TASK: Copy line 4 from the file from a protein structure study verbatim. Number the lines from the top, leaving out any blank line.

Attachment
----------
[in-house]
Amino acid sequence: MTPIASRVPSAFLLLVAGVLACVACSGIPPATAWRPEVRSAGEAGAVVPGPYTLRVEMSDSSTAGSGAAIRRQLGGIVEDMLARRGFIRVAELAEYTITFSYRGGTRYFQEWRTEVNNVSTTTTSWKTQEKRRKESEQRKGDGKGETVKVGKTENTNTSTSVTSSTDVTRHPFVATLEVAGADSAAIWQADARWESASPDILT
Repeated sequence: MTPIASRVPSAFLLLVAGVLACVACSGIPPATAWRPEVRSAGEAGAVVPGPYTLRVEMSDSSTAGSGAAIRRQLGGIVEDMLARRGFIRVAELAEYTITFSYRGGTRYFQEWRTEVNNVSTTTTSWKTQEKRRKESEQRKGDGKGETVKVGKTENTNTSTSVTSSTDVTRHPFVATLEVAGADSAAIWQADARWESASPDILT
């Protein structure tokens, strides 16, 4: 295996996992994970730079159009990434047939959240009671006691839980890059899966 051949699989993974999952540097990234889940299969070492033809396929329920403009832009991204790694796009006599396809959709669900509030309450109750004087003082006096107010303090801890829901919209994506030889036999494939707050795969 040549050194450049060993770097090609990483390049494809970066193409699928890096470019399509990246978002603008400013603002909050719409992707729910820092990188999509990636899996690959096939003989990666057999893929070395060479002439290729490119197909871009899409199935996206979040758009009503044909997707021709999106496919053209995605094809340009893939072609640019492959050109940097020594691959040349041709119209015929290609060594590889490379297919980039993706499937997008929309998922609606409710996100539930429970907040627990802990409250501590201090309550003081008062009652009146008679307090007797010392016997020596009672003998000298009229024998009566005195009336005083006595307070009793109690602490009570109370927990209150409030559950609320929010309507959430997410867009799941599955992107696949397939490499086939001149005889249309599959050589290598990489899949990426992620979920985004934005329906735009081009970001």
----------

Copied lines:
């Protein structure tokens, strides 16, 4: 295996996992994970730079159009990434047939959240009671006691839980890059899966 051949699989993974999952540097990234889940299969070492033809396929329920403009832009991204790694796009006599396809959709669900509030309450109750004087003082006096107010303090801890829901919209994506030889036999494939707050795969 040549050194450049060993770097090609990483390049494809970066193409699928890096470019399509990246978002603008400013603002909050719409992707729910820092990188999509990636899996690959096939003989990666057999893929070395060479002439290729490119197909871009899409199935996206979040758009009503044909997707021709999106496919053209995605094809340009893939072609640019492959050109940097020594691959040349041709119209015929290609060594590889490379297919980039993706499937997008929309998922609606409710996100539930429970907040627990802990409250501590201090309550003081008062009652009146008679307090007797010392016997020596009672003998000298009229024998009566005195009336005083006595307070009793109690602490009570109370927990209150409030559950609320929010309507959430997410867009799941599955992107696949397939490499086939001149005889249309599959050589290598990489899949990426992620979920985004934005329906735009081009970001």